Virginia Dem: GOP Government 'Dangerous to All Living Creatures,' Especially Federal Workers
WASHINGTON – Rep. Gerry Connolly (D-Va.) urged Congress before the holiday break to protect federal workers in the event of a government shutdown, adding that a “united” federal government under Republican leadership is “dangerous to all living creatures.”
“They’ve already been asked to sacrifice in a way no other group in America has been asked to sacrifice, contributing well over $200 billion to deficit reduction,” he said on a conference call Dec. 20 with American Federation of Government Employees (AFGE) National President David Cox Sr.
Congress passed a short-term continuing resolution before Christmas to keep the government open through Jan. 19.
Connolly said federal employees have dealt with challenges such as a 16-day government shutdown, hiring freezes and pay freezes for more than three years. He criticized the Trump administration for presiding over “huge attrition” for the federal workforce. Connolly argued that the administration is intentionally not filling many vacant spots in federal agencies in order to “shrink” the workforce and “create low morale so productivity falls.”
“We have to resist all of that. It’s a broad assault. The good news is the American people are reacting to this kind of mindless approach to management and mistreatment of federal employees who serve the American people,” Connolly said. “United government under a Republican banner is dangerous to all living creatures and certainly to all federal employees.”
Senate Foreign Relations Committee Ranking Member Ben Cardin (D-Md.) warned that government shutdowns “hurt federal workers and also hurt the American people, businesses and communities and it is costly to the taxpayers and our economy.”
“What I find inexcusable is that in a government shutdown federal workers do not get paid,” he said. “Now, their mortgage payments still have to be made. Their daily expenses for their families have to be incurred.”
Cardin called the passage of the January CR a course of action “really not acceptable to us – we think we should get our work done now.”
Cardin encouraged Congress to pass his bill, the Federal Employees Fair Treatment Act, as a way to protect workers if a budget agreement cannot be reached. The bill would require “federal employees furloughed or required to work during a lapse in appropriations beginning on or after April 28, 2017, to be compensated for the period of the lapse on the earliest date possible after the lapse ends.”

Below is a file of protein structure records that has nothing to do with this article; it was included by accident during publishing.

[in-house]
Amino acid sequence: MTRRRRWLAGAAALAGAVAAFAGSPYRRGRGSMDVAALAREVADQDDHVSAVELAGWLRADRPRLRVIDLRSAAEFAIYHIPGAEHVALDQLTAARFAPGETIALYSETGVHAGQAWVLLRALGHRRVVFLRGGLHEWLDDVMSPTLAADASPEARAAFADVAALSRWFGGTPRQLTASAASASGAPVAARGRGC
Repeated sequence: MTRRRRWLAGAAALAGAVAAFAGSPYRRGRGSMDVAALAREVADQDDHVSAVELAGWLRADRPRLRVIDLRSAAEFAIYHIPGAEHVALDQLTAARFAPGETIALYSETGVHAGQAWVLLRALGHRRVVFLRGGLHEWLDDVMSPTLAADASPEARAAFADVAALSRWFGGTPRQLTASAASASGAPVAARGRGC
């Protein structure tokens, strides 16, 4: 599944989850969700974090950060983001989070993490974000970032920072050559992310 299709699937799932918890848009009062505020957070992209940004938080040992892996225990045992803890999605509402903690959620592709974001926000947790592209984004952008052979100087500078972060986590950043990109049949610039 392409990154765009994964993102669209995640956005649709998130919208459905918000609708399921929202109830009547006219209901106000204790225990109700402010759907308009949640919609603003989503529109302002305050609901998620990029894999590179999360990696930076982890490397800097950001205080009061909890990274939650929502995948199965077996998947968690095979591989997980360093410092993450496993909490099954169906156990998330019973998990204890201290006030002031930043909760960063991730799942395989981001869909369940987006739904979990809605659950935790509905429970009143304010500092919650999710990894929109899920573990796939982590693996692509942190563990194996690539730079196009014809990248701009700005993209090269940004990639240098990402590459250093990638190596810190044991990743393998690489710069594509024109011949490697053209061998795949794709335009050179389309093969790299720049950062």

“There’s no assurance that they will be paid back once the government shutdown is over, and that’s why it’s important that we pass the Federal Employees Fair Treatment Act that makes it clear that we are not going to penalize our federal workers because Congress didn’t do their work,” the senator said.
House Minority Whip Steny Hoyer (D-Md.) called CRs “an admission of failure and a poor way to run any enterprise.”
CRs were often used to fund the federal government on a temporary basis when President Obama was in office and Democrats controlled the Senate.
Rep. Don Beyer (D-Va.), whose district covers parts of Northern Virginia where many federal employees reside, noted that the House has passed full appropriations bills but the Senate has not acted on them.
“I didn’t like a lot of them but at least they were a step forward. It is very frustrating when you have Republicans controlling the White House, the Senate and the House and they still can’t just do the simple things like get a budget bill on time or spending bill on time,” he said.
Beyer said the House version of Cardin’s bill would ensure every federal employee gets “full pay” in the event of a shutdown.
“The last thing we want is a government shutdown,” he said. “We are going to continue to do everything we can to make sure we don’t have a shutdown.”
AFGE National President David Cox Sr. applauded the lawmakers on the conference call for speaking out against the GOP congressional leadership. “I know you are fighting a hard battle,” he said.
Cox said Beyer has reached “across the aisle” and helped Republicans see that federal employees should not be the “scapegoat” for lawmakers failing to pass a budget.
“I get so discouraged when Republicans get on the floor and talk about federal employees as nameless, faceless bureaucrats – when, in fact, the only reason we have the wonderful country we do, the great country we have, is because we have federal employees who are keeping us safe and well-organized and progressing in so many places from the environment to our defense,” Beyer responded. “We need to be grateful and lift them up rather than make them the butt of all of our poor decision-making.”